September 2019
Volume 19, Issue 10
Open Access
Vision Sciences Society Annual Meeting Abstract  |   September 2019
High-level interference and low-level priming in the Attentional Blink
Author Affiliations & Notes
  • Daniel Lindh
    School of Psychology, University of Birmingham, UK
    Department of Psychology, University of Amsterdam, Netherlands
  • Ilja Sligte
    Department of Psychology, University of Amsterdam, Netherlands
  • Kimron Shapiro
    School of Psychology, University of Birmingham, UK
  • Ian Charest
    School of Psychology, University of Birmingham, UK
Journal of Vision September 2019, Vol.19, 17. doi:https://doi.org/10.1167/19.10.17
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      Daniel Lindh, Ilja Sligte, Kimron Shapiro, Ian Charest; High-level interference and low-level priming in the Attentional Blink. Journal of Vision 2019;19(10):17. doi: https://doi.org/10.1167/19.10.17.

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      © ARVO (1962-2015); The Authors (2016-present)

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Abstract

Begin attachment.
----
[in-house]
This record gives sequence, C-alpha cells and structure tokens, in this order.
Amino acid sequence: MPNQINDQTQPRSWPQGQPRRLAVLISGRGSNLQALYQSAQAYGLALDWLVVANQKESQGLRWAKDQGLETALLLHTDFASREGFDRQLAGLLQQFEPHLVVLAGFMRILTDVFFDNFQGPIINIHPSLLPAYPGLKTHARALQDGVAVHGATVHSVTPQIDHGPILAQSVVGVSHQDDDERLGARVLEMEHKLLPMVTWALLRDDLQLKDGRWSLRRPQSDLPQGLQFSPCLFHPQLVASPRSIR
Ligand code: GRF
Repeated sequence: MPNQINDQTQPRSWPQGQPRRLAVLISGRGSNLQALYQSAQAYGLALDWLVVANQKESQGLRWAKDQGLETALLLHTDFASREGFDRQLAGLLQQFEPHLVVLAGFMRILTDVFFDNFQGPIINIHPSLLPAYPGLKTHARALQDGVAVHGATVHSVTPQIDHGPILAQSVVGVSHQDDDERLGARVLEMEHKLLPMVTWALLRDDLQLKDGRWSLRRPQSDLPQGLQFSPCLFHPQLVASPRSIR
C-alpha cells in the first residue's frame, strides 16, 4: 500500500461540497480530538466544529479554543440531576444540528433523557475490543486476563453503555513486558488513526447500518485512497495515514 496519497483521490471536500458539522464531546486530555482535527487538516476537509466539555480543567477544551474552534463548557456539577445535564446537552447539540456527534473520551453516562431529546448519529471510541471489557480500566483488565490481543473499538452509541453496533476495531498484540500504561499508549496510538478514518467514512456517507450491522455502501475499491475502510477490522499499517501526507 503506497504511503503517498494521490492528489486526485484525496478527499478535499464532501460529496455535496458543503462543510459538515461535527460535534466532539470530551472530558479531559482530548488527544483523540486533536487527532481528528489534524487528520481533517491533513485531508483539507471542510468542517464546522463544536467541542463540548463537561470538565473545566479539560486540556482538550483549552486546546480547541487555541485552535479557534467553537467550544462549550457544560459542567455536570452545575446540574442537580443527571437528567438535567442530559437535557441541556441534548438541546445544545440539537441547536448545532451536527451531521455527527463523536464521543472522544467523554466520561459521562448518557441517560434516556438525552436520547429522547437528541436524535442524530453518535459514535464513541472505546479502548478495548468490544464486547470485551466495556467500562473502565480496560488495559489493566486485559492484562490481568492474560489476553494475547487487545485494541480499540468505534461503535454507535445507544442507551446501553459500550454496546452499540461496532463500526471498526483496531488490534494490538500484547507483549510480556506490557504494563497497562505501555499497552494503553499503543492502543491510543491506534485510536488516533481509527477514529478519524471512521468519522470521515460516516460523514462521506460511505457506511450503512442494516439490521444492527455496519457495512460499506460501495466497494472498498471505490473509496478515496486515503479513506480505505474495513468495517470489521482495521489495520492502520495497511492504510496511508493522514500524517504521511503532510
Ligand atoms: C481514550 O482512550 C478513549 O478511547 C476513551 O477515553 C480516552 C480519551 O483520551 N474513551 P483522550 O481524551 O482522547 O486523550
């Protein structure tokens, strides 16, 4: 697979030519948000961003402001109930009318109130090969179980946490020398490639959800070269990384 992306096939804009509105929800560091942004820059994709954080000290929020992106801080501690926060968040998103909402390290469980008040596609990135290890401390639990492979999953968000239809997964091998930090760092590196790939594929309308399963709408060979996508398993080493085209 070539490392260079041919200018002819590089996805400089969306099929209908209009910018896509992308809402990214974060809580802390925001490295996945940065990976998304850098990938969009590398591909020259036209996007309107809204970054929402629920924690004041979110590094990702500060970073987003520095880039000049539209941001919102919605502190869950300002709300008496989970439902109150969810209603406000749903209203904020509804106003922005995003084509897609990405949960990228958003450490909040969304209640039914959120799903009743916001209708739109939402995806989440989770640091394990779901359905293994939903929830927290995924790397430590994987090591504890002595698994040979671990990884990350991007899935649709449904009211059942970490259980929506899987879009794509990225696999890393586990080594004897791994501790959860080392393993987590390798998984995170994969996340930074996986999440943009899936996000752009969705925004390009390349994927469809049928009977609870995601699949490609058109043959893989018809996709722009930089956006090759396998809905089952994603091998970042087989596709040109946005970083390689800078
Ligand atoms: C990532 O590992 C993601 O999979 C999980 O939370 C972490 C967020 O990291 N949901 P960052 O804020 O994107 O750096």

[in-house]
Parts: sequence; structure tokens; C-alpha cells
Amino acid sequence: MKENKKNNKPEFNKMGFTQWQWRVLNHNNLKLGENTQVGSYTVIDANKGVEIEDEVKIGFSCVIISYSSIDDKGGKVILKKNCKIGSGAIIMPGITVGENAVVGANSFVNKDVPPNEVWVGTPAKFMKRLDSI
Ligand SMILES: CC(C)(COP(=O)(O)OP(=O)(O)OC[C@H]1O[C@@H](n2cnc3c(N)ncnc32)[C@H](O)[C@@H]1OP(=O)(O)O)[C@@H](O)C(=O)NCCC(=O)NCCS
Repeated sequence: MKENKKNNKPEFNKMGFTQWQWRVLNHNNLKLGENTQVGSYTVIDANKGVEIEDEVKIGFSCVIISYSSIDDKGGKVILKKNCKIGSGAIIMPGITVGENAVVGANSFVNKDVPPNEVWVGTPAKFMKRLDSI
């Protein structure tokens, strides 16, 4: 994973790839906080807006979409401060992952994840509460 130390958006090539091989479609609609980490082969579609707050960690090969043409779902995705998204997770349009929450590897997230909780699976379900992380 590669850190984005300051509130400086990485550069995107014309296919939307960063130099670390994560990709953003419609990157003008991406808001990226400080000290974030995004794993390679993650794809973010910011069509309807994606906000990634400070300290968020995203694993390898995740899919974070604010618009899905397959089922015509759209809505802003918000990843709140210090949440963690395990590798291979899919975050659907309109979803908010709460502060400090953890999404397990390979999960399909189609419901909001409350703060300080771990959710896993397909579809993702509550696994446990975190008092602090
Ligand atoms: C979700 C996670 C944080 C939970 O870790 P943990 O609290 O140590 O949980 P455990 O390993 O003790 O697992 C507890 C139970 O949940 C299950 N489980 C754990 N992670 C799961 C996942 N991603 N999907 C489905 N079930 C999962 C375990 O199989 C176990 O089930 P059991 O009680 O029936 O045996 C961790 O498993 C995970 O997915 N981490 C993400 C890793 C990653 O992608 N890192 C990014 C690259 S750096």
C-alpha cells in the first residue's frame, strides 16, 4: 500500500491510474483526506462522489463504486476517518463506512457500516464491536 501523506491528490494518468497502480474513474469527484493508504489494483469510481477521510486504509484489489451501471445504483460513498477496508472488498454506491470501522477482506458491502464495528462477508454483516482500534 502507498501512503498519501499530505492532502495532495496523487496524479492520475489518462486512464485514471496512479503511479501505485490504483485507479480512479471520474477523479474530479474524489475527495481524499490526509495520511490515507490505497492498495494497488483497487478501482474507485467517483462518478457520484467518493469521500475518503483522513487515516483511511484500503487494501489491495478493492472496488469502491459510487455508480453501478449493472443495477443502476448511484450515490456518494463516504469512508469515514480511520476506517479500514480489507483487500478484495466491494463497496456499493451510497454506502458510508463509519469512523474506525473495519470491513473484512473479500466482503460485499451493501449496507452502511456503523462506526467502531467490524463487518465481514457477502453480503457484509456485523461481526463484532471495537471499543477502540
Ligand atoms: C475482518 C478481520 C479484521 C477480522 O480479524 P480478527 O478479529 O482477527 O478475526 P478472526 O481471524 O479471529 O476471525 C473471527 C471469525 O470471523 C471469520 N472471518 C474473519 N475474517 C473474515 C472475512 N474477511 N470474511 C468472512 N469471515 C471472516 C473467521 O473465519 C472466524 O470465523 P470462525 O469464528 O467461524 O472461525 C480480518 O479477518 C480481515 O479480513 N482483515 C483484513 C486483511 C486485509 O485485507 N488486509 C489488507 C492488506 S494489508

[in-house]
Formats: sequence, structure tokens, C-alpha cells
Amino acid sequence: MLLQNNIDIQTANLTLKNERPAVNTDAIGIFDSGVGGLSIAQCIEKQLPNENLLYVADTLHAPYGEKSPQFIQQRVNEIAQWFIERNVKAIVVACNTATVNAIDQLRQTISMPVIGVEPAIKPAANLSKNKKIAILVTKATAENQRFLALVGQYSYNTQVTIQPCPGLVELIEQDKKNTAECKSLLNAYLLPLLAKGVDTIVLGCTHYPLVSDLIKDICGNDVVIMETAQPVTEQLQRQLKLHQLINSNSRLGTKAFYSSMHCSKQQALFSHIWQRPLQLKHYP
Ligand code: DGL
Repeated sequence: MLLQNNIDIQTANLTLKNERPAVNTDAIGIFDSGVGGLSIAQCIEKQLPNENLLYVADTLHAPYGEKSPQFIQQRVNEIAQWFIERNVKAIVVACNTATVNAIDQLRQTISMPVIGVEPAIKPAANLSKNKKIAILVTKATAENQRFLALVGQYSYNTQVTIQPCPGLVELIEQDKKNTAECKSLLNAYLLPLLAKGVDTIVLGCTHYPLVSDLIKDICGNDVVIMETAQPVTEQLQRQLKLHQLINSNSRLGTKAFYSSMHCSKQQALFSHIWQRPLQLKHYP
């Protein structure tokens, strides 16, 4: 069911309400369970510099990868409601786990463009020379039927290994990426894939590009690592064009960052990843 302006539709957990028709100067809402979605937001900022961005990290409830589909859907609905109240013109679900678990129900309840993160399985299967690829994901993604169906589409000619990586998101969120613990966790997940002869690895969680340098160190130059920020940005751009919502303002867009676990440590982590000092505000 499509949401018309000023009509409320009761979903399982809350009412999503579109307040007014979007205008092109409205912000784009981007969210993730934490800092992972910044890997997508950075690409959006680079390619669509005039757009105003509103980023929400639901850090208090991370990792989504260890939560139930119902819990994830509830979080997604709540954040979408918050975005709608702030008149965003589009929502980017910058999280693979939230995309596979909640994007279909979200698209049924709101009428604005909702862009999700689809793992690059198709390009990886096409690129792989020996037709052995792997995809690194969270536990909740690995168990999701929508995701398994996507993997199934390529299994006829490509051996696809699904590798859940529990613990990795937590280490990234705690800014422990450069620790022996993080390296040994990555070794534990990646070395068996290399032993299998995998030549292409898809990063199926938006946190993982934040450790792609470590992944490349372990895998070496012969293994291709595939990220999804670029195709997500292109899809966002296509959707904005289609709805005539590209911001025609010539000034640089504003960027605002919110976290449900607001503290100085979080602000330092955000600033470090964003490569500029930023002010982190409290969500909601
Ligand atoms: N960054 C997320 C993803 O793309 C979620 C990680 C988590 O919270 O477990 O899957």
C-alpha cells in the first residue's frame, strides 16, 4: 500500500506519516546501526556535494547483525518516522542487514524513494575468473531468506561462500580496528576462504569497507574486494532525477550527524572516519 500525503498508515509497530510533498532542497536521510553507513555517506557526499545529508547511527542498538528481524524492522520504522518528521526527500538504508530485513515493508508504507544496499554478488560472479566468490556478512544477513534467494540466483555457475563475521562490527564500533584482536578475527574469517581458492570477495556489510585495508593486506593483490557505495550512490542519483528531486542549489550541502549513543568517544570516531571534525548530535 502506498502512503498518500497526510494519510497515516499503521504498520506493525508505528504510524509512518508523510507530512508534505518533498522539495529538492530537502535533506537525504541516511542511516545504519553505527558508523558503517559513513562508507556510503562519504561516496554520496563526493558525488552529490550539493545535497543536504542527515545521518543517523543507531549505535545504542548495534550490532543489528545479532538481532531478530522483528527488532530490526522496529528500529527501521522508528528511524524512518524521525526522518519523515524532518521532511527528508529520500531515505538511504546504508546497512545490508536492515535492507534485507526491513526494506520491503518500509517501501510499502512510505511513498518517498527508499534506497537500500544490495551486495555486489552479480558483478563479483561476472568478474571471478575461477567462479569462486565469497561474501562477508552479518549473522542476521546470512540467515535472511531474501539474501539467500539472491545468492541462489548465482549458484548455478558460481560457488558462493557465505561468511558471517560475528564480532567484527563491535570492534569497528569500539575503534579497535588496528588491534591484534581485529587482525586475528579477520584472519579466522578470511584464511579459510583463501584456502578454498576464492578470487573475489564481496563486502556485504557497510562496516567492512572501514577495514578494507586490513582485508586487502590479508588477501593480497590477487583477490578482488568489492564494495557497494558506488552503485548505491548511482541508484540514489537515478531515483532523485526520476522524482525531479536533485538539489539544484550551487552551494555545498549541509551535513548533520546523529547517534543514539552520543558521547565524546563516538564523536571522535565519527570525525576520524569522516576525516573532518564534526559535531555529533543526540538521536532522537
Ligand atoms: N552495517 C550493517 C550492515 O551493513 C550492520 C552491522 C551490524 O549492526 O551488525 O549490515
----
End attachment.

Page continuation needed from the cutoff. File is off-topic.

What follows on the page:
The Attentional Blink (AB) phenomenon has been at the epicentrum of attention research for over two decades. However, the neural mechanisms underlying the phenomenon have still eluded understanding. How is it possible that subjects can easily report two targets (T1 and T2) embedded in a visual stream of distractors? Yet, when they are separated in time by 200–500 ms, T2 is often unavailable for conscious report. Most prevalent theories posit that T1 occupies attentional resources necessary for T2’s conscious access. Here, we provide evidence that the AB can be understood in terms of target-target activity-pattern similarity. To define similarity, 18 subjects completed two fMRI sessions performing a working memory (WM) task, and four sessions of EEG performing an AB task. In fMRI, similarity was defined as the voxel-pattern similarity, while in EEG, similarity was based on the T1 scalp-patterns. We show that in higher-tier visual areas, target-target similarity is detrimental for T2 performance. ROI-based analyses revealed robust negative correlations between similarity and T2 performance, most prominently in the Lateral Occipital Cortex (LOC) and Ventral Stream (VS). In contrast, similarity in V1 increased the probability of conscious access to T2. In EEG, similarity in the time window of 140–300ms negatively correlated with performance, consistent with our LOC and VS results. The negative correlations were present both when T2 was presented 200ms (Lag-2) and 700ms (Lag-7) after T1, demonstrating that the WM maintenance of T1 interfered with T2 encoding. Meanwhile, similarity in V1 only improved performance during Lag-2, implying a short-lasting priming effect. Our findings indicate that conscious access in AB depends on two contending target-interaction processes that are temporally and spatially separated. These insights into how, when and where T1 affects the probability of conscious access to T2 highlight important neural correlates for visual conscious processing.

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